Understanding MQTT QOS Levels- Part 1

mqtt-qosMQTT provides 3 QOS levels-

  • QOS 0 – Once (not guaranteed)
  • QOS 1 – At Least Once (guaranteed)
  • QOS 2 – Only Once (guaranteed)

The QOS levels are a way of guaranteeing message delivery and they  refer to the connection between a broker and a client.

In this two part tutorial we will look in detail at the message flow when publishing using all three QOS levels.

We also look at the advantages and disadvantages of using the various levels

QOS 0 –  Once

This is the fastest method and requires only 1 message. It is also the most unreliable transfer mode.

The message is not stored on the sender, and is not acknowledged.

The message will be delivered only once, or not at all.

Once the message has been sent by the client it is deleted from the outbound message queue.

Therefore with this QOS level there is no possibility of duplicate messages.

QOS 1 – At Least Once

Click To Enlarge

This level guarantees that the message will be delivered at least once, but may be delivered more than once. (See Flow Diagram on right.)

Publishing with QOS of 1 requires 2 messages.

The sender sends a message and waits for an acknowledgement (PUBACK).

If it receives an acknowledgement then it notifies the client app, and deletes the message from the outbound queue..

If it doesn’t receive an acknowledgement it will resend the message with the DUP flag set (Duplicate Flag).

The message will continue to be resent at regular intervals, until the sender receives an acknowledgement.

If the message is being sent to the broker then the broker will forward that message to subscribers even though the duplicate flag is set.

Therefore subscribers can receive the same message multiple times.

QOS 1 Example


For this example I have created a Python script to publish messages with a QOS of 1.

I have also hacked the Python Client Class so that I can suppress reception of the PUBACK message to simulate a network failure.

In addition I have a monitor subscribed to the topics that I’m publishing on, so I can see all published messages.

The example tries to illustrate:

  • Message Flow for QOS 0 and QOS 1 Messages
  • Normal QOS level 0 publish
  • Normal QOS 1 publish and message deletion
  • How Unacknowledged messages are handled
  • Message re-sending on failure
  • Duplicate Flag usage
  • Message storage on Client in case of disconnection
  • Duplicate messages with QOS level 1

Step 1

To start we do a simple publish with QOS=1 and observe the PUBACK being received, the message being marked as delivered, and removed from the outbound message queue.

Then we simulate a network problem by blocking PUBACK message. Now you should notice that the message remains stuck in the outbound message queue.


Step 2

Now we publish two more messages the first with QOS of 0. This message doesn’t have a PUBACK and is removed from the message queue once sent.

The second message is sent with a QOS of 1 and remains stuck in the outbound queue even though it has been sent .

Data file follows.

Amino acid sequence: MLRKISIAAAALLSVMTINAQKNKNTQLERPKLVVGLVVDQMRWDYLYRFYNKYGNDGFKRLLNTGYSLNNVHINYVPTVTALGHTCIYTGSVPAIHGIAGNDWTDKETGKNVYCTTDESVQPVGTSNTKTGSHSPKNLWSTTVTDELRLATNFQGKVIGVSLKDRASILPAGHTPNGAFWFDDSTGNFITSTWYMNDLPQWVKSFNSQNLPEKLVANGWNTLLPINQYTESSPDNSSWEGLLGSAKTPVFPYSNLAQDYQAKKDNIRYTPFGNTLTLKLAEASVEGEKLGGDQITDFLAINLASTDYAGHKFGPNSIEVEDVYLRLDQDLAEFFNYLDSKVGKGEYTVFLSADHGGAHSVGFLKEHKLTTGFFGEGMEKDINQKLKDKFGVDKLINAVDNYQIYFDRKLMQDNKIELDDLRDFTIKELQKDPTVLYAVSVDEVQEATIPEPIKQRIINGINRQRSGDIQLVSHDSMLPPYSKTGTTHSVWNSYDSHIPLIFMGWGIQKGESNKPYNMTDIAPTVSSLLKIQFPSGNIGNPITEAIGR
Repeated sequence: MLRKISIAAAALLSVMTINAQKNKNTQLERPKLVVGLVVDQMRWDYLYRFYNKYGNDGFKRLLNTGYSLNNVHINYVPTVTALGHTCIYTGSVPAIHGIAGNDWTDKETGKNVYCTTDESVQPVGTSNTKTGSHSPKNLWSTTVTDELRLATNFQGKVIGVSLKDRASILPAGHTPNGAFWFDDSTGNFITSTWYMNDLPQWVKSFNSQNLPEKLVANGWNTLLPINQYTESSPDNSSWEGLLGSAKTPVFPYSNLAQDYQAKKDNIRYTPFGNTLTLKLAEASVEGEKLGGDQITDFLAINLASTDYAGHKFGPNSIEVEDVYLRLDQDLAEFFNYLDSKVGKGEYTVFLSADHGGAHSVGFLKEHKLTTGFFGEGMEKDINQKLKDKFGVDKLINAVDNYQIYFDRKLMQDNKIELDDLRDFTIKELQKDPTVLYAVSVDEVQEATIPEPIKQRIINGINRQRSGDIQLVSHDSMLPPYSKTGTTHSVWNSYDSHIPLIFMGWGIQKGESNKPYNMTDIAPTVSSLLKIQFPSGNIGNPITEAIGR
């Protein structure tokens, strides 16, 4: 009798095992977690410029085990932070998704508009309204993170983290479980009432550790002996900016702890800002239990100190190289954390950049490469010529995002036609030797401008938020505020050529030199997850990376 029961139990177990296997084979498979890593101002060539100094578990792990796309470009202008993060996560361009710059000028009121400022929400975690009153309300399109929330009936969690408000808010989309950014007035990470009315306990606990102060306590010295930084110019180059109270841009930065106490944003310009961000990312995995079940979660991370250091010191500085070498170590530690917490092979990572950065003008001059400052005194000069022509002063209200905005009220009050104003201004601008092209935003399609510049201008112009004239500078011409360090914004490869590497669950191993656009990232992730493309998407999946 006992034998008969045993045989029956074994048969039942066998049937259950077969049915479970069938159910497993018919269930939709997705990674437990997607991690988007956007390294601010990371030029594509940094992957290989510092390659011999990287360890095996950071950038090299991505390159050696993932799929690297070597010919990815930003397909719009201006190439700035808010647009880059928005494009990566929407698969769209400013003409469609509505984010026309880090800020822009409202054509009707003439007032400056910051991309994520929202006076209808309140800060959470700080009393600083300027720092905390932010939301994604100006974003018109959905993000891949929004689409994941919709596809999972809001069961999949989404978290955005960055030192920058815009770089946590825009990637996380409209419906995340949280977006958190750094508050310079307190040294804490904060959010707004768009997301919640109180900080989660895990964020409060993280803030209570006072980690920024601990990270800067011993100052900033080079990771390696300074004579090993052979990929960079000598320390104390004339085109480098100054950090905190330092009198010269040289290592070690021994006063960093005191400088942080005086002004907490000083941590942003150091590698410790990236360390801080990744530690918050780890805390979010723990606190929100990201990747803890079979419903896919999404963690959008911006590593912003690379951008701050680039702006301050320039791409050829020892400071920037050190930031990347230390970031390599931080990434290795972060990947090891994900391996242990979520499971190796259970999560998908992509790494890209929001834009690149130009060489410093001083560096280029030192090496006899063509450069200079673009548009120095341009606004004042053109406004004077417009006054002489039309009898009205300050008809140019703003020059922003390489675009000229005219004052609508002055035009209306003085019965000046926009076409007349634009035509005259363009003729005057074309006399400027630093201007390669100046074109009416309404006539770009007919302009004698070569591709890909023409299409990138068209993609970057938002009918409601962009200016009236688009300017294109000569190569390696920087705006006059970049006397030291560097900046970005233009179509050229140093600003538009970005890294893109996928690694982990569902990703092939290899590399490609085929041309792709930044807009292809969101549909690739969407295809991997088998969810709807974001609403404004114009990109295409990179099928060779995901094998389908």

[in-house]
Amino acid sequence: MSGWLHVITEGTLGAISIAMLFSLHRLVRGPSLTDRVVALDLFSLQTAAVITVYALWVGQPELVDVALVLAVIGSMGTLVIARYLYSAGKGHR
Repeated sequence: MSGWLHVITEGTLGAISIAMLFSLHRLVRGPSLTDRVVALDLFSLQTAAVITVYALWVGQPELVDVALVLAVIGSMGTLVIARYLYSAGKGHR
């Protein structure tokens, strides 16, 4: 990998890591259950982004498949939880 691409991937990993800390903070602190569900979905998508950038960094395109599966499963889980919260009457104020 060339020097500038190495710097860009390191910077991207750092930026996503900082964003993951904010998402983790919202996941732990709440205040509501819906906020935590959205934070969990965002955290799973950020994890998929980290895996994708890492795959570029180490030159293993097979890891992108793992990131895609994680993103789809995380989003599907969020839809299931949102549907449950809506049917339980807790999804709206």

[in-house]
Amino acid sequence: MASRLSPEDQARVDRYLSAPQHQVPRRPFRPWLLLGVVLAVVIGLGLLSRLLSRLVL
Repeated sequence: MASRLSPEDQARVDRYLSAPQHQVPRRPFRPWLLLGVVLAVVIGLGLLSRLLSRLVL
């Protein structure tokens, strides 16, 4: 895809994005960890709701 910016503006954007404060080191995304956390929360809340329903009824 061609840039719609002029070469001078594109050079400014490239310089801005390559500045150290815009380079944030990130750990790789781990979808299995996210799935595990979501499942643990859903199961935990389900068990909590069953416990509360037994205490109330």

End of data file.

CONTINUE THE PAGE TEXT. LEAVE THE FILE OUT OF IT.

Step 3

Now the client attempts to resend the message held in the queue (MID=2). Notice the Duplicate flag is now set.


Step 4

Now will simulate a dropped connection by doing a disconnect and reconnect. You can see that the messages (m2 and m4) are still in the queue, and the client re-sends the messages with the duplicate flag set.


Step 5

Now we change the setting to let the PUBACK messages come through.


Step 6

After a short time the client republishes the messages again, but this time the PUBACK  is received OK, and the messages finally get removed from the outbound queue.


Step 7

Here is what is seen on the monitor notice the duplicate messages.


Important Note: Resending a message depends on the client and broker.

Mosquitto will not currently resend the message to a client if it doesn’t get a PUBACK.

If the client subscribed with a clean session of False the if the client disconnects and reconnects it will receive the message as it is held in the queue as it wasn’t acknowledged.

This is what the specification says:

4.4 Message delivery retry 1315

When a Client reconnects with CleanSession set to 0, both the Client and Server MUST re-send any unacknowledged PUBLISH Packets (where QoS > 0) and PUBREL Packets using their original Packet Identifiers [MQTT-4.4.0-1]. This is the only circumstance where a Client or Server is REQUIRED to  redeliver messages.

In Part 2 we look in detail at publishing using QOS 2.

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    1. It is client dependent. the python client is set to 20 secs.
      self._keepalive = 60
      self._message_retry = 20


      1. I have the same question about how long will the publisher resend the missing message at qos 1, but my question is for the client of mosquitto, which written in C language.
        I found that before mosquitto version 1.5, it used “retry_interval” to control, but now it seem to take that parameter away.